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Archive for the 'Sociology' Category

U.S. Public Becoming Less Religious

Wednesday, November 4th, 2015

Is the American public becoming less religious? Yes, at least by some key measures of what it means to be a religious person. An extensive new survey of more than 35,000 U.S. adults finds that the percentages who say they believe in God, pray daily and regularly go to church or other religious services all have declined modestly in recent years.

Fresh Air Interview: Don’t ‘Sanitize’ How Our Government Created Ghettos

Wednesday, August 5th, 2015

“We have a myth today that the ghettos in metropolitan areas around the country are what the Supreme Court calls ‘de-facto’ — just the accident of the fact that people have not enough income to move into middle class neighborhoods or because real estate agents steered black and white families to different neighborhoods or because there was white flight,” Rothstein tells Fresh Air’s Terry Gross.

“It was not the unintended effect of benign policies,” he says. “It was an explicit, racially purposeful policy that was pursued at all levels of government, and that’s the reason we have these ghettos today and we are reaping the fruits of those policies.”

The Imprisoner’s Dilemma

Wednesday, August 5th, 2015

There are 2.3 million Americans in prison or jail. The U.S. has 5 percent of the world’s population but 25 percent of its prisoners. One in three black men can expect to spend time in prison. There are 2.7 million minors with an incarcerated parent. The imprisonment rate has grown by more than 400 percent since 1970.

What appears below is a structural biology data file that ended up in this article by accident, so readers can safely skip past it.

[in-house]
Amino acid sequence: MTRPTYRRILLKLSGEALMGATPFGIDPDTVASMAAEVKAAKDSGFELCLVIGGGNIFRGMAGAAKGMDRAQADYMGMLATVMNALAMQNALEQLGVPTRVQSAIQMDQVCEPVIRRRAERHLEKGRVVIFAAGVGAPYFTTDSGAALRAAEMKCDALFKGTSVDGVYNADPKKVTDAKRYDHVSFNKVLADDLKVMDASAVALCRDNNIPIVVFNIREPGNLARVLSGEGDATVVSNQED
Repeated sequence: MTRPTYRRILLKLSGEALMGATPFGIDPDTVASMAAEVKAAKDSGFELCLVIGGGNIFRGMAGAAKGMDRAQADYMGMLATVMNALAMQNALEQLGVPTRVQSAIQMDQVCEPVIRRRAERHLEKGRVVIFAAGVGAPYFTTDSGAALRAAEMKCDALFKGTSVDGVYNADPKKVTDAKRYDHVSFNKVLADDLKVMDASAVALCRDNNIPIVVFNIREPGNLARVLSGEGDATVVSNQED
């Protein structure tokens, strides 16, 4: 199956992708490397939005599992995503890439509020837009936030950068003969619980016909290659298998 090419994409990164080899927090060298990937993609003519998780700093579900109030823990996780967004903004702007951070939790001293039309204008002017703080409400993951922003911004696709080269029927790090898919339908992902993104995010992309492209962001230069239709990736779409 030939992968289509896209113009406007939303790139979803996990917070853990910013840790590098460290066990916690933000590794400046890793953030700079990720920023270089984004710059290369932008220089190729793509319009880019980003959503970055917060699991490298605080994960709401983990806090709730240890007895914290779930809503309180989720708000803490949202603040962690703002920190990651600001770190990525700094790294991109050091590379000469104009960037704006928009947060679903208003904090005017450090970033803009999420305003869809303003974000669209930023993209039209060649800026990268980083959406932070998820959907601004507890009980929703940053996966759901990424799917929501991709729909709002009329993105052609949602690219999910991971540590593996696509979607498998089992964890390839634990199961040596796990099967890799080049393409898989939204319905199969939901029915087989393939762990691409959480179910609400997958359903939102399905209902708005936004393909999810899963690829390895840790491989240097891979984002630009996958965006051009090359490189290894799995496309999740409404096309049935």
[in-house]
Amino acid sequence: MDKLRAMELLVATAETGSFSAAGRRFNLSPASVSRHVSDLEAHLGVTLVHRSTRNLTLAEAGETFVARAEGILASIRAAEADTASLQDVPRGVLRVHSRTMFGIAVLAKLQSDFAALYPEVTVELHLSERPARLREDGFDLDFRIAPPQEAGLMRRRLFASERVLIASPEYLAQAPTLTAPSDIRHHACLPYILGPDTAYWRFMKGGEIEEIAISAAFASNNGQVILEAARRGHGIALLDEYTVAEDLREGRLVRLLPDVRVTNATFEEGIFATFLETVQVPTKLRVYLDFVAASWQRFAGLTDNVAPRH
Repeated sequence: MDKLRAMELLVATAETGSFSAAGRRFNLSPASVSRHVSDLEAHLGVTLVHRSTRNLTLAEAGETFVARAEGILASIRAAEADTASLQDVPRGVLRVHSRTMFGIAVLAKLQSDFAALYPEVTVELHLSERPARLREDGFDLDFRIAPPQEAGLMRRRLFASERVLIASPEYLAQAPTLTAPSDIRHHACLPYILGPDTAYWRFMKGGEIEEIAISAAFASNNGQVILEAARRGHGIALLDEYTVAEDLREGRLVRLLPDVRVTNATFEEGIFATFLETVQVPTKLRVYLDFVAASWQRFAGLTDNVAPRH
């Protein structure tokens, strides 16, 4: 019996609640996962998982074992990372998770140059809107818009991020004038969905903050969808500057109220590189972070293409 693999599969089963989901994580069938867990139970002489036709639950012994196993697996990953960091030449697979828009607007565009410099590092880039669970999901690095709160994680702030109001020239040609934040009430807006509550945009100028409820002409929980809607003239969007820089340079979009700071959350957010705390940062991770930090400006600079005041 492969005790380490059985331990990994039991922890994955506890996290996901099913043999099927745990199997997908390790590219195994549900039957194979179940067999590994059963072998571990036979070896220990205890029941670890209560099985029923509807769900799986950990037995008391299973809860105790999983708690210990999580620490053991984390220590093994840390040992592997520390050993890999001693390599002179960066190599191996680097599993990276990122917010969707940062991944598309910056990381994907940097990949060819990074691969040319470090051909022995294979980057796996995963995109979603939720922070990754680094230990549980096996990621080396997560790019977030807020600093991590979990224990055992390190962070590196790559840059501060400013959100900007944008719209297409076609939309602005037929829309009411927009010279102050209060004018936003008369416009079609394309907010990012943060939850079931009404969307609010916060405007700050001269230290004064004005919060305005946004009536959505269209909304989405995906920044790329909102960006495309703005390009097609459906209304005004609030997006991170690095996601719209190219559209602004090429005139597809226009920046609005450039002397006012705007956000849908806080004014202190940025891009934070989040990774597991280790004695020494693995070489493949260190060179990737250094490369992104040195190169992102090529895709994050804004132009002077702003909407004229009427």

Check out this 538 analysis of “justice” in America.

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Pardon Pot Prisoners?

Wednesday, August 5th, 2015

On Monday, President Obama commuted the sentences of 46 federal prisoners locked up for nonviolent drug offenses, raising the total number of commutations he’s issued to 89. The decision came 15 months after former Attorney General Eric Holder announced the president’s request to prioritize clemency applications from nonviolent, well-behaved, oversentenced drug offenders.

While there’s still time, the president should consider an act of clemency that measures up to history: pardoning every marijuana offender.

Read The Atlantic’s argument…

The Most Diverse Cities Are Often The Most Segregated

Tuesday, May 12th, 2015

Nate Silver at 538 walks us through America’s most/least diverse and segregated cities. Data Power!

A woman walked around New York City for 10 hours and filmed every catcall she received

Friday, December 12th, 2014

Hollaback, an organization that wants to stamp out street harassment and intimidation (a.k.a.catcalls), produced a video in which it videotaped a young woman walking around Manhattan for 10 hours this past August. A hidden video camera was placed in the backpack of a man walking in front of her, catching every catcall, whistle, and even one persistent character who walked alongside the woman for five minutes.

The results are startling:

Touch Screen Generation

Tuesday, July 29th, 2014